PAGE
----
The rest of the afternoon passed into evening with a rush of colored lights, music, and the sweet-slick slide of spun sugar. Dean insisted on riding the ferris wheel at dusk despite his fear of heights, saying it wouldn't be the same if Cas didn't ride. The same as what, Castiel didn't know, but he'd learned to not question Dean when he said such things. The whole day had been filled with such proclamations, and when Cas asked him, Dean gave this small frown that furrowed the space between his brows that Castiel found upsetting. So he urged the hunter to forget he said anything, which Dean was seemingly happy to do. Such was the case here; Castiel didn't know why it was important to Dean that he do this, only that it was and questioning why might distress him. So Cas simply followed him.

They settled into their seats and lowered the chilly metal bar across their laps. Dean had been happily chatting until the ride began to move, then lapsed into silence. Castiel assumed Dean was taking in the sight of the fairground opening beneath them the same as Cas was. He could suddenly see what Dean meant about Castiel needing to experience this to make his 'fair day' complete; he could not only see the bright lights of the rides and fairy strings set up by various vendors, but the outline of the meadow beyond, the sea of glimmering the cars roofs reflecting the brilliance of the midway back to them.

When they reached the top Castiel spotted Sam, not too far from where they'd left him. He was holding both bags of goldfish in one hand and a half-eaten caramelized apple in the other, talking to a young woman with a shy smile and small hands. She was blushing. Castiel went to point this out to Dean and found his eyes were clasped tightly shut, hands grasping the safety bar in a white-knuckle grip. Knowing better than to say anything and silently chastising himself for forgetting the other man's fear of heights, Cas simply pried one of Dean's hands loose and held it in his own until they reached the ground once more.

Dean stumbled as he exited the ride, and Castiel wanted to thank him but knew such a gesture would make Dean uncomfortable. He settled for squeezing his hand. When Dean just stared into his eyes for a long stretch (long enough that another patron cleared their throat to get past them and broke the moment) and pulled Castiel close, still clinging to his hand instead of letting go to allow the person behind them to pass, Cas knew his thanks was accepted and returned.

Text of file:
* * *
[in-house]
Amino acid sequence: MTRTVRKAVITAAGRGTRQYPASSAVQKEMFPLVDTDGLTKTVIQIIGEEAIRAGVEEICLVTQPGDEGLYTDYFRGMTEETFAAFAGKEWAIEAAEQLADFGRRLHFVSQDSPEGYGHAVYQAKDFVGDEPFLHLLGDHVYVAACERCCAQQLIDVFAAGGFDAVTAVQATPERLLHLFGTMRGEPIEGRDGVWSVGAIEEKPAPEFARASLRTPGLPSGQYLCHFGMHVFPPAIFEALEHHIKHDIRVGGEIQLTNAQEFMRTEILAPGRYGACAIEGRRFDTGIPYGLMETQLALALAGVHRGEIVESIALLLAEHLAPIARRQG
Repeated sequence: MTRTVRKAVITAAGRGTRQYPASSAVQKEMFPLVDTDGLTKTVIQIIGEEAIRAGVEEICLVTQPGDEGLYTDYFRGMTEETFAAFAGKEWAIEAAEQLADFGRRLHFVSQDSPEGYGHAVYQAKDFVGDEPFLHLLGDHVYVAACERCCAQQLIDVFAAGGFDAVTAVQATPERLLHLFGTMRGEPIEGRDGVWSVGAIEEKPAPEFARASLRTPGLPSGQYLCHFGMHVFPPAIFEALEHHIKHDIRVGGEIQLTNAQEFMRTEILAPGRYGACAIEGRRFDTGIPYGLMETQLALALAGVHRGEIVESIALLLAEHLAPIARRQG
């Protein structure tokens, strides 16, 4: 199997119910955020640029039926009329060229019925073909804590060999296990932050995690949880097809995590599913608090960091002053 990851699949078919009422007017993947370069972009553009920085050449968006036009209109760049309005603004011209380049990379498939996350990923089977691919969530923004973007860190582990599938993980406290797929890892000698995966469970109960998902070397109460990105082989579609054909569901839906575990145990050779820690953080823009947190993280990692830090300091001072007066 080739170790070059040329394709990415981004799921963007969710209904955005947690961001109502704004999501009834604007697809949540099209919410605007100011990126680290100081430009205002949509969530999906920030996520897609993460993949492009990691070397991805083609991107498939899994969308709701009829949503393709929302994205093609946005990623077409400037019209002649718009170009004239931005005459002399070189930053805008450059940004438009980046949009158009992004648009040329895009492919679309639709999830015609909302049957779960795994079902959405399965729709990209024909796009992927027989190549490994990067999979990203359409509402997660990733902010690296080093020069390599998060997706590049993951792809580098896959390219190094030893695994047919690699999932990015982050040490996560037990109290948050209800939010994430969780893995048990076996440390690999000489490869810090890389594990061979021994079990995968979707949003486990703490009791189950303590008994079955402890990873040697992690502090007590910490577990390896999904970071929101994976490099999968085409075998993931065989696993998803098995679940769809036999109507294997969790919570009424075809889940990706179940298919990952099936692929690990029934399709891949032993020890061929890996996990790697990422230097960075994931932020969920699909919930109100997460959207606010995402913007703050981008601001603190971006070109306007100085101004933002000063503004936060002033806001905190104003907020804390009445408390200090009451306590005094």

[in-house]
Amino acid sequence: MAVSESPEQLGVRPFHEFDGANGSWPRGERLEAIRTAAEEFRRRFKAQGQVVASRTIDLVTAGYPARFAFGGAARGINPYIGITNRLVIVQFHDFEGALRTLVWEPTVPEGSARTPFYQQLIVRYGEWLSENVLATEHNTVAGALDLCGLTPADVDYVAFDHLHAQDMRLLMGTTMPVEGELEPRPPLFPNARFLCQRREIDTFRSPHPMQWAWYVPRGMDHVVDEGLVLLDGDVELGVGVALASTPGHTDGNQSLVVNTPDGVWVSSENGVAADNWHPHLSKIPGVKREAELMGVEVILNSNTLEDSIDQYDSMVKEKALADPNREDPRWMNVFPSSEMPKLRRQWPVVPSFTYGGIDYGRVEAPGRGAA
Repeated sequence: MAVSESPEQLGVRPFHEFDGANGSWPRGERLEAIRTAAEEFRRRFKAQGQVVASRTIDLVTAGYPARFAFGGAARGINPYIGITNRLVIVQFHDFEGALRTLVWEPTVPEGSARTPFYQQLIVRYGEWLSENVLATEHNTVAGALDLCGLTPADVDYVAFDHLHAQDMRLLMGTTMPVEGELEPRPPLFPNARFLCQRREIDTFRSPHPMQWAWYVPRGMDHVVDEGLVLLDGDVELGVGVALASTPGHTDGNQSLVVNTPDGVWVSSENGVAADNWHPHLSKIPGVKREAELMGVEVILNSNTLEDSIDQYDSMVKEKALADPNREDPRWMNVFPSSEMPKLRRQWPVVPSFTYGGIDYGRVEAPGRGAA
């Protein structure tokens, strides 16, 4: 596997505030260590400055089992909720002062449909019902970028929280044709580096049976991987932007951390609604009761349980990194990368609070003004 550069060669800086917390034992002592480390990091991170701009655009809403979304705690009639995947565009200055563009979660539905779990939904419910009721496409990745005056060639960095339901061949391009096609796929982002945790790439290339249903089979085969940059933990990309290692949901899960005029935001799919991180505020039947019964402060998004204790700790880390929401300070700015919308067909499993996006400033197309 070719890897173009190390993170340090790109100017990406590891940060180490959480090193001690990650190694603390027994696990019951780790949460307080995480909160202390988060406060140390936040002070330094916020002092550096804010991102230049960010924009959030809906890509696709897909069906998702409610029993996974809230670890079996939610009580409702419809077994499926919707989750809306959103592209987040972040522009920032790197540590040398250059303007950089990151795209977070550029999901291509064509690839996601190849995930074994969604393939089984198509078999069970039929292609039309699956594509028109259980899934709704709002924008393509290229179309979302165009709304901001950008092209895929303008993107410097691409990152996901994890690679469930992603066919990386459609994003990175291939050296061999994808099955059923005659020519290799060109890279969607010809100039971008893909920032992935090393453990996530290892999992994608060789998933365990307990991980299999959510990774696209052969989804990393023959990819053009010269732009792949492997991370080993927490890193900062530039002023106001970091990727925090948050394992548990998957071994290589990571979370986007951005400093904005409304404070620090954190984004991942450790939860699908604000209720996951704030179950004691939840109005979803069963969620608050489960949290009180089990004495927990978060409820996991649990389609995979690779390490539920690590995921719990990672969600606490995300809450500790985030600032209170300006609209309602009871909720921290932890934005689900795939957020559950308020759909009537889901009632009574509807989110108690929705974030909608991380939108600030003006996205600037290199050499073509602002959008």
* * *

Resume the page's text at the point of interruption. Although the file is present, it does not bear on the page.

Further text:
As the last traces of twilight gave way completely to night, Castiel convinced Dean to ride the carousel. They sat side by side, Dean on a spotted palomino, Castiel on a biologically improbable ostrich; a half-rotation into the ride, and fireworks began to burst overhead. Dean clearly forgot his embarrassment over being on a “kiddie ride” as he stared upwards, enraptured by the exploding lights. His smile was wide, toothy, full of little boy excitement. Castiel found himself watching that smile just as much as the display above.

After, they were told by an older gentleman with kind, tired eyes that the fairgrounds were closing for the night. They thanked him, and, sliding off their mounts, joined hands again. Sam was waiting for them by the exit when they finally found their way there. He didn't say anything about their hands, just passed the goldfish to Castiel, and with a small, exhausted grin, asked if he'd had fun that day.

“Yes,” Cas said, staring up at Dean's profile. “Yes, I did.”


wanderamaranth: (Default)

October 2012